and the last 10 years R&D spending counts for nothing because there are new
kids (often literally) on the block.

So last week’s DRW/RGM deal should not, and most probably is
not, a surprise. The rising costs allied to increased competition surely mean
this is merely the latest in a long line of deals and/or closures.

On a related topic, I am indebted to a friend who pointed
out to me last week a release from a firm called Vigilant, in which the latter
stated it would not be appealing January’s decision by a local UK council to
refuse it permission to build a 322 metre communications tower on the English coast.

Obviously this was the next step in the push to squeeze
extra microseconds out of the arbing…sorry I mean trading…process by providing
line of sight connectivity between the UK and continental Europe, which would,
naturally, reduce round trip times between London and the main European trading
centres.

Vigilant was one of two firms to apply to build a tower, the
other was a firm called New Line. Vigilant is, coincidentally, owned by DRW;
New Line is owned by KCG (now Virtu after those firms merged earlier this year)
and Jump Trading.

My point is that even here, where a firm is spending a huge
amount trying to gain an edge, that “edge” is already halved by the presence of
a rival tower. All it needed was a third tower, build by another firm, and the
law of diminishing returns would have been putting in overtime.

In FX terms, many of the original HFTs were thwarted by a
very effective ring fencing operation on the part of the broader market. They
were unable to get to the original flow, failed to adequately penetrate the
manual traders’ market and were left to deal with…well each other actually.
Funnily enough, HFT dealing with HFT has never been a particularly popular
pastime in those circles, hence they exited FX or went to market making and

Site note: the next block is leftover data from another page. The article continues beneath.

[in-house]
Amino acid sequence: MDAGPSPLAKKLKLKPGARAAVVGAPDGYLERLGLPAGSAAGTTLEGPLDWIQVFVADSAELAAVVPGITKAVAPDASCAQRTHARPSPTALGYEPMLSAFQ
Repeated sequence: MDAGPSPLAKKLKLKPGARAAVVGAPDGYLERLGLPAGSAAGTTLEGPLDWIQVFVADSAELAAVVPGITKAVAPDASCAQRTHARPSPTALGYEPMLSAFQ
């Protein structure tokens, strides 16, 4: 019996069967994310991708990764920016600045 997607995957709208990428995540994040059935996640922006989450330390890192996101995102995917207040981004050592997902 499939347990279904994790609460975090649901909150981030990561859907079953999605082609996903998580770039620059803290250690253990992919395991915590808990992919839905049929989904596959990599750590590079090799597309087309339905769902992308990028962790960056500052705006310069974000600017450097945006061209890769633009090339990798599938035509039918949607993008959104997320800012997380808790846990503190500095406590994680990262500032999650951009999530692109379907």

using last look.

It strikes me the same thing is happening in equities
markets. Institutional clients are either finding better ways to execute (block
trades and dark pools with minimum size) or are just doing less volume; day
traders are fed up with being pipped by HFTs and are also withdrawing from the
market; and the ‘buy and hold’ mentality seems to be creeping back in – all of
which leaves HFTs to deal with other HFTs.

When the strategy was first popularised, HFTs were fond of
telling us that they were making markets “more efficient”, and they were right,
they did make price more efficient. The trouble is that is only a short term
job because once a few HFTs were at work the markets became efficient and from
that moment on it was all about speed and shaving milliseconds.

While all this was going on, we seem to have forgotten the
basic definition of a price maker in markets – and it is this that means my
ambivalence to HFT continues. A dealer using quote and cover tactics is not
performing a social good – a risk warehouser, on the other had, is.

HFT did make markets more efficient, and it also helped the
industry raise the bar significantly in technology terms. The trouble is, the
time when this was needed or desired has long gone.

At some stage, we will probably see the HFT industry
consolidate into a very small number of firms and they will probably go OK, but
they will have to live with the risk of being disrupted by a new generation the
way they themselves disrupted. Ironically, FX remains a beacon of light for
those firms that moved into the “market making” business some years ago, but
even here I have bad news for them.

As greater transparency around last look procedures becomes
the norm, they will no longer being able to hide behind asymmetric response
times and latency buffering – market participants will not stand for it and
they will trade elsewhere. This means pressure on their FX businesses as well
as equities (although no doubt there will be opportunities in some swaps
markets and other products as they electronify).

Actually I am not totally correct in saying no-one will
stand for latency buffering and asymmetric round trip times in FX markets –
HFTs will because they exploit the framework’s weaknesses. There again though I
have bad news because while we will not, in the purest sense, have HFTs trading
with other HFTs only, we will have non-risk holding market makers dealing with
other non-risk holding market makers.

Semantics I know, but if it’s not exactly HFT eating itself
, it’s a bunch of close relations tucking into their own.

Colin_lambert@profit-loss.com

Twitter @lamboPnL

Twitter @Profit_and_Loss

Colin Lambert